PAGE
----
Net Overseas Migration and the impact on various apartment sub-markets

27 October 2022

Charter Keck Cramer has consistently observed that Net Overseas Migration (NOM) is a key driver of several housing sub-markets across Australia. This is particularly the case with many apartment sub-markets which still primarily rely on NOM as a key source of occupier (renter and purchaser) demand.

Prior to COVID-19, NOM into Australia as well as both New South Wales (NSW) and Victoria (VIC) was extremely strong. As a result, vacancy rates were low and rents were increasing across many of these apartment sub-markets. COVID-19 caused international borders to close and NOM effectively ceased. The loss of NOM, and hence occupier demand, translated into high vacancies and falling rents in many apartment sub-markets.

Charter Keck Cramer has previously highlighted that one of the biggest risks facing the apartment sub-markets, in terms of how quickly they recover, comes down to the timing and quantum of the return of NOM.

The Federal Government Centre for Population forecasts anticipate that NOM will start to strongly return in FY2023 across most Australian cities. It is also positive to note that at the Jobs and Skills Summit in September 2022 the Federal Government announced an increase to the Permanent Migration Cap for the next 12 months from 160,000 to 195,000 migrants. Both of these considerations have been re-emphasised in this week's Federal Budget for 2022/2023.

A deeper analysis into some of the Australian Bureau of Statistics (ABS) figures shows that migrants are a significant and ongoing source of demand for renting. The statistics show that around 75% of migrants that land in Australia rent before slowly moving into the home ownership market. Furthermore, Charter Keck Cramer observes that migrants also bring with them their living preferences. Given many have lived in higher density apartments overseas, and some even in Build to Rent (BtR), there is no aversion to living and renting apartments.

The most recent National, State and Territory population statistics for the period March 2022 (released in September 2022) show that NOM is starting to strongly return. Some of the key findings include:

  • Over the peak of COVID-19 (June-20 to Sept-21 quarters) a total of 109,591 people left Australia. Over the last two quarters (Dec-21 and Mar-22) a total of 124,849 people entered Australia. The most recent quarter (Mar-22) was the highest quarter on record (or since 1981).
  • NSW and SA. Both of states had negative NOM during the height of COVID-19 but both have seen strong levels of NOM return. In fact, both states have also observed the highest number of NOM ever over their respective Mar-22 quarters. These provide strong tailwinds for the housing (and apartment) markets in these states.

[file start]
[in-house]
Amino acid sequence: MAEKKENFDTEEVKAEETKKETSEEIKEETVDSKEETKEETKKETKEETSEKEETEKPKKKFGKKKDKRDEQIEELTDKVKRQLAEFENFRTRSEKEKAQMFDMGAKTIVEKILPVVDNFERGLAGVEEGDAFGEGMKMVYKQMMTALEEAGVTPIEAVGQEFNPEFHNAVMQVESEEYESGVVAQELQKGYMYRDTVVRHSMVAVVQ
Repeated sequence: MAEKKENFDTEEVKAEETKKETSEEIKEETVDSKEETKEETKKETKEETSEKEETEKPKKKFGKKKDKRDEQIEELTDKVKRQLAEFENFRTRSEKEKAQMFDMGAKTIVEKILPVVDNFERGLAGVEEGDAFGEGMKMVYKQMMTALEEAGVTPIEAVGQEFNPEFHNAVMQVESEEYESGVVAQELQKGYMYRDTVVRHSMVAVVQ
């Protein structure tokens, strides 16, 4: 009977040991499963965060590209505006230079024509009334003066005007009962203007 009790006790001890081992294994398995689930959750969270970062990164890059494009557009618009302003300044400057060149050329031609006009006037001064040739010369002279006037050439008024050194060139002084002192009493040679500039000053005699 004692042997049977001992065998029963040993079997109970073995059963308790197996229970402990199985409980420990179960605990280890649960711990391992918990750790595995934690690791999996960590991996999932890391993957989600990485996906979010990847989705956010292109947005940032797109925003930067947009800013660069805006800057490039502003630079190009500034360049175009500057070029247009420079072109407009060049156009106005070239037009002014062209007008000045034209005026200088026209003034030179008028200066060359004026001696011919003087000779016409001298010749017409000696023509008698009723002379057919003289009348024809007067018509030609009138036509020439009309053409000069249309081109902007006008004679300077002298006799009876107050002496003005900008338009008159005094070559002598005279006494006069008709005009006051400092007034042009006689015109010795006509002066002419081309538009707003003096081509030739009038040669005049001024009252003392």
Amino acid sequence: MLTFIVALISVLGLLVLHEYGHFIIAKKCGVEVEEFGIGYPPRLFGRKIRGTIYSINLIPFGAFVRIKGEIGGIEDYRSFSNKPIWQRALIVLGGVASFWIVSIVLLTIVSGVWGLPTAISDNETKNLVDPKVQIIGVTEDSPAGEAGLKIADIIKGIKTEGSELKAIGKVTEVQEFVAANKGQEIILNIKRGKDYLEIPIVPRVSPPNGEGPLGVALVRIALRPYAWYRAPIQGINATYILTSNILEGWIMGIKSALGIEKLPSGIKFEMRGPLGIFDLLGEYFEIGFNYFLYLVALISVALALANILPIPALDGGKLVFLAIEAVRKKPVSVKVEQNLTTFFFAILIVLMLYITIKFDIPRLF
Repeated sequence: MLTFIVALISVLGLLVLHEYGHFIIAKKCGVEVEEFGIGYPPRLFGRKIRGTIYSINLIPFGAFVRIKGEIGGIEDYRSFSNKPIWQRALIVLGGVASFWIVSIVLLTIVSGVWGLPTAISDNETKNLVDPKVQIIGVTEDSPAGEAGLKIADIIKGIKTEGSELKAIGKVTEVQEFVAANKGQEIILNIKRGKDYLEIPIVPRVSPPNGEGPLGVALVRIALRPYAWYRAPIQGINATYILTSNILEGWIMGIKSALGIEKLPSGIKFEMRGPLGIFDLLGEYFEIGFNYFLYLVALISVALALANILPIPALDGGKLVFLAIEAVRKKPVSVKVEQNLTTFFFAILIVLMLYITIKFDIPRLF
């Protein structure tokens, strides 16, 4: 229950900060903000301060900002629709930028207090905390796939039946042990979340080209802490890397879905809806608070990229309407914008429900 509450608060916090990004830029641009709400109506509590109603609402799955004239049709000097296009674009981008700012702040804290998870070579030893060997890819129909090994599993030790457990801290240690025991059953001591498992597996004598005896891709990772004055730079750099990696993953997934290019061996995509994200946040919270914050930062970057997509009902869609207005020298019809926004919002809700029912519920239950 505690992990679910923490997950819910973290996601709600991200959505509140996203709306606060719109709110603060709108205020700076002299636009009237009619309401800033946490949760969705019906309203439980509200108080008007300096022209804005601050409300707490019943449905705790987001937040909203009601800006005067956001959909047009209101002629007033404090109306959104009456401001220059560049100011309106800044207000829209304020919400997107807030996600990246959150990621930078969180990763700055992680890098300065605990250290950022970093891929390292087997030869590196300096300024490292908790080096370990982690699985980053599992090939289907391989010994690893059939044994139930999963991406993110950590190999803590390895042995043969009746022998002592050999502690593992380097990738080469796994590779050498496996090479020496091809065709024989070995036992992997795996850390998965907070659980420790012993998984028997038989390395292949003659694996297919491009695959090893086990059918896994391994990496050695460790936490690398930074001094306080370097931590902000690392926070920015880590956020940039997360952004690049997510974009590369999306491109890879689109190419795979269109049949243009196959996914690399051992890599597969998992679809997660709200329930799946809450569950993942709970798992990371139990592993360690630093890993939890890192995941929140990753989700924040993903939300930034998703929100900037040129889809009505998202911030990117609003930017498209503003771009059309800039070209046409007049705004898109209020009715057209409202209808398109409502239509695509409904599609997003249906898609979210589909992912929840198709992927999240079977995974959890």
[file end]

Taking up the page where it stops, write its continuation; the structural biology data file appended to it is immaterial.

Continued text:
• Still recovering from the impact of 6 lockdowns. A total of 61,899 people left Victoria during the height of COVID-19 and a total of 43,885 have returned over the Dec-21 and Mar-22 quarters. Importantly, NOM over the most recent quarter (Mar-22) was also the highest quarter on record (or since 1981).
  • WA and QLD. These states have less of a reliance on NOM and are still making up the numbers lost through the height of the pandemic. Interestingly, NOM is starting to return (particularly to QLD) and is anticipated to play a much greater role in QLD over the next decade in the lead up to the Olympics in 2032.

Charter Keck Cramer anticipates that this high level of NOM is likely to be sustained and in fact may be greater (and return faster) than the Federal and State Government forecasts. Further figures show that student and working visa approvals are rapidly increasing and there has been a substantial surge in visa applications since June 2022. In fact, many of these figures are close to, or already at, pre-pandemic levels.

This increase in demand will drive demand for additional and diverse forms of dwellings. The apartment market is certainly a segment that stands to benefit from this rapid increase in demand. Charter Keck Cramer notes that there is already a shortage of rental dwellings across many Australian cities (which is most easily illustrated in the tight vacancy rates) and has highlighted the impending, and now existing, mismatch between supply and demand in the apartment markets across Sydney, Melbourne and Brisbane. Click here to download the Charter Keck Cramer State of the Markets reports, H1 2022.

On one hand, demand is starting to return much faster than anticipated. On the other, given the issues relating to rising interest rates, increasing construction costs and weak consumer sentiment, supply is continuing to slow down even further. This stands to create significant development and investment opportunities across many apartment sub-markets in Australia.

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